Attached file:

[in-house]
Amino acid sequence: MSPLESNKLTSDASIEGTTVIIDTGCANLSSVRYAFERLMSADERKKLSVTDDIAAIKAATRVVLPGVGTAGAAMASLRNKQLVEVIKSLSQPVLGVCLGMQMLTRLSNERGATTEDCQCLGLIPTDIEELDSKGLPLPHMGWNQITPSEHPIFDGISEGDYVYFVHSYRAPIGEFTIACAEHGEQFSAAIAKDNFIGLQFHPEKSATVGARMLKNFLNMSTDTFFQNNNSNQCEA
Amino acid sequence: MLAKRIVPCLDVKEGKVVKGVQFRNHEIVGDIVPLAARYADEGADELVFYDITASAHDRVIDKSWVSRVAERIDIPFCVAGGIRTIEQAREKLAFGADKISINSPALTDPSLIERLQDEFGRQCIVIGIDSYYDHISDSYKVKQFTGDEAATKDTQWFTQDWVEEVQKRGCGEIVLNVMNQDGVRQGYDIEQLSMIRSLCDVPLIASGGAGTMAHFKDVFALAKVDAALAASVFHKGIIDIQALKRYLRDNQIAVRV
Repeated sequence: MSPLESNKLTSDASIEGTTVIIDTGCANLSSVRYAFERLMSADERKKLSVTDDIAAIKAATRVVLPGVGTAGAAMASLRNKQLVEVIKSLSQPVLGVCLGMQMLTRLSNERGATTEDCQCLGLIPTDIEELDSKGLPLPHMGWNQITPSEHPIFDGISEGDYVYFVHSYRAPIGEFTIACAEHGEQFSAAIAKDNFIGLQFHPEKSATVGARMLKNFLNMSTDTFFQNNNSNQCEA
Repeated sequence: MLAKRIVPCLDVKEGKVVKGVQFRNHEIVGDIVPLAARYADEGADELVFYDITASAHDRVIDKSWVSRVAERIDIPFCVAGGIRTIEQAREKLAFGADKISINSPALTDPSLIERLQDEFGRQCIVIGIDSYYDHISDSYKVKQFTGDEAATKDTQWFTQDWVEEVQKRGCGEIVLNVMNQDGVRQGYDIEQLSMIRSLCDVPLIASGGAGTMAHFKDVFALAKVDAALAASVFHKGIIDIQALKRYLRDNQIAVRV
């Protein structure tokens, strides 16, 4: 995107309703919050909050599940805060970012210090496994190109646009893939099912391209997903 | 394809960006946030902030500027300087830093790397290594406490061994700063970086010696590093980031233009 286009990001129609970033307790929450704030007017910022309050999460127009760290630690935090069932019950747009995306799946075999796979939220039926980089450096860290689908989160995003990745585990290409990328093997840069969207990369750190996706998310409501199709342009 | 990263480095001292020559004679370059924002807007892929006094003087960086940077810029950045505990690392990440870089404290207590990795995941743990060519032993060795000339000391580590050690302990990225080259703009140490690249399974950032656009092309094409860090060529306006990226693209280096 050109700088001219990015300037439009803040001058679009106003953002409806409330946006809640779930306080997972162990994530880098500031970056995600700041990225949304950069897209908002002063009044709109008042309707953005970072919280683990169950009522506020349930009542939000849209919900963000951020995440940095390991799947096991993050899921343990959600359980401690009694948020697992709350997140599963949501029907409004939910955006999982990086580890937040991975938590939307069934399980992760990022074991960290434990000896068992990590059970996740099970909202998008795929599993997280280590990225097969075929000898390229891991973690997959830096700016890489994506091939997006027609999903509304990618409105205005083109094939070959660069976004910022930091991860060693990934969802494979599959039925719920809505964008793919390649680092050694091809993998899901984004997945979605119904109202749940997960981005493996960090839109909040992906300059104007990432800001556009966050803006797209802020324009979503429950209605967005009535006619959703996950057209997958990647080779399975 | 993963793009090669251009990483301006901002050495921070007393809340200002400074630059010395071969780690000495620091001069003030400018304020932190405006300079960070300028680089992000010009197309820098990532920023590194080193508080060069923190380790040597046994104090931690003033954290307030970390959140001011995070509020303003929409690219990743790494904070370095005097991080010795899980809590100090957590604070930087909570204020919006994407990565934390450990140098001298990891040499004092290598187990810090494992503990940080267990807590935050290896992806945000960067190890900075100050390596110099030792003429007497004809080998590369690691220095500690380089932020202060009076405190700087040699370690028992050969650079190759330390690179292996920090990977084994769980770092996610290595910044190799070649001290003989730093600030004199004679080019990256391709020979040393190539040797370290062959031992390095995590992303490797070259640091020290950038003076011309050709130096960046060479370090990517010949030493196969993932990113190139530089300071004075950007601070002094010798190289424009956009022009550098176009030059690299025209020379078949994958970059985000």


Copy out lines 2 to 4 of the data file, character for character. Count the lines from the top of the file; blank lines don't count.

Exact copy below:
Amino acid sequence: MSPLESNKLTSDASIEGTTVIIDTGCANLSSVRYAFERLMSADERKKLSVTDDIAAIKAATRVVLPGVGTAGAAMASLRNKQLVEVIKSLSQPVLGVCLGMQMLTRLSNERGATTEDCQCLGLIPTDIEELDSKGLPLPHMGWNQITPSEHPIFDGISEGDYVYFVHSYRAPIGEFTIACAEHGEQFSAAIAKDNFIGLQFHPEKSATVGARMLKNFLNMSTDTFFQNNNSNQCEA
Amino acid sequence: MLAKRIVPCLDVKEGKVVKGVQFRNHEIVGDIVPLAARYADEGADELVFYDITASAHDRVIDKSWVSRVAERIDIPFCVAGGIRTIEQAREKLAFGADKISINSPALTDPSLIERLQDEFGRQCIVIGIDSYYDHISDSYKVKQFTGDEAATKDTQWFTQDWVEEVQKRGCGEIVLNVMNQDGVRQGYDIEQLSMIRSLCDVPLIASGGAGTMAHFKDVFALAKVDAALAASVFHKGIIDIQALKRYLRDNQIAVRV
Repeated sequence: MSPLESNKLTSDASIEGTTVIIDTGCANLSSVRYAFERLMSADERKKLSVTDDIAAIKAATRVVLPGVGTAGAAMASLRNKQLVEVIKSLSQPVLGVCLGMQMLTRLSNERGATTEDCQCLGLIPTDIEELDSKGLPLPHMGWNQITPSEHPIFDGISEGDYVYFVHSYRAPIGEFTIACAEHGEQFSAAIAKDNFIGLQFHPEKSATVGARMLKNFLNMSTDTFFQNNNSNQCEA